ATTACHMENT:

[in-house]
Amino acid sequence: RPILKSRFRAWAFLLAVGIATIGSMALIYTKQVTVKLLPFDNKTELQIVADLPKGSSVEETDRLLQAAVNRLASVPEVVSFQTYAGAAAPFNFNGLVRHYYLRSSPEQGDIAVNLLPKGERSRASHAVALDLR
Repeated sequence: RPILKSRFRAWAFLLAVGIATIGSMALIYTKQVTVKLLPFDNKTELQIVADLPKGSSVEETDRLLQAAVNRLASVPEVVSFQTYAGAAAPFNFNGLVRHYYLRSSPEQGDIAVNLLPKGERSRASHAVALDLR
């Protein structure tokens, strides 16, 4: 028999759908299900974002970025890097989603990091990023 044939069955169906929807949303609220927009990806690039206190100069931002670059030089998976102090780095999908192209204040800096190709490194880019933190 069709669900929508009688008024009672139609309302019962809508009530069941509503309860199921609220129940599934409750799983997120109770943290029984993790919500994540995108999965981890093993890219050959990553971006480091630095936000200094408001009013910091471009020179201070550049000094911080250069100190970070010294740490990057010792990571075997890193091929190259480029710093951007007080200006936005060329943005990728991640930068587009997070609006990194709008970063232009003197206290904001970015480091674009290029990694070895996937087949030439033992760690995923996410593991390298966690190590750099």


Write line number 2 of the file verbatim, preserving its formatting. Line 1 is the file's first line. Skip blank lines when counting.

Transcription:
Amino acid sequence: RPILKSRFRAWAFLLAVGIATIGSMALIYTKQVTVKLLPFDNKTELQIVADLPKGSSVEETDRLLQAAVNRLASVPEVVSFQTYAGAAAPFNFNGLVRHYYLRSSPEQGDIAVNLLPKGERSRASHAVALDLR